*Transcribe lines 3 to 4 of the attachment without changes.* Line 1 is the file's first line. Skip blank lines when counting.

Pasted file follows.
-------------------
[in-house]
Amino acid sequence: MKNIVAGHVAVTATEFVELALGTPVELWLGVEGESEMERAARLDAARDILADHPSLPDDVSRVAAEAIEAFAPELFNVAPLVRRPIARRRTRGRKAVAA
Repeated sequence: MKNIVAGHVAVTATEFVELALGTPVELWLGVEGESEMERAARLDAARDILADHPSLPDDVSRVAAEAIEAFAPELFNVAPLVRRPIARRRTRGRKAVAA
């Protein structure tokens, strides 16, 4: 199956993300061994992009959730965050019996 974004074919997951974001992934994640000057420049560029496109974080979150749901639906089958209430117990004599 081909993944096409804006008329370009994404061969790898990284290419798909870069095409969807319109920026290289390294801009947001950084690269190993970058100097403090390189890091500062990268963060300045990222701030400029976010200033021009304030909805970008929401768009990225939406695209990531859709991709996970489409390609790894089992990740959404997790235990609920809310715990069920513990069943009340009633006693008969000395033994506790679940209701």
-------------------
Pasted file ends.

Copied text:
Repeated sequence: MKNIVAGHVAVTATEFVELALGTPVELWLGVEGESEMERAARLDAARDILADHPSLPDDVSRVAAEAIEAFAPELFNVAPLVRRPIARRRTRGRKAVAA
């Protein structure tokens, strides 16, 4: 199956993300061994992009959730965050019996 974004074919997951974001992934994640000057420049560029496109974080979150749901639906089958209430117990004599 081909993944096409804006008329370009994404061969790898990284290419798909870069095409969807319109920026290289390294801009947001950084690269190993970058100097403090390189890091500062990268963060300045990222701030400029976010200033021009304030909805970008929401768009990225939406695209990531859709991709996970489409390609790894089992990740959404997790235990609920809310715990069920513990069943009340009633006693008969000395033994506790679940209701």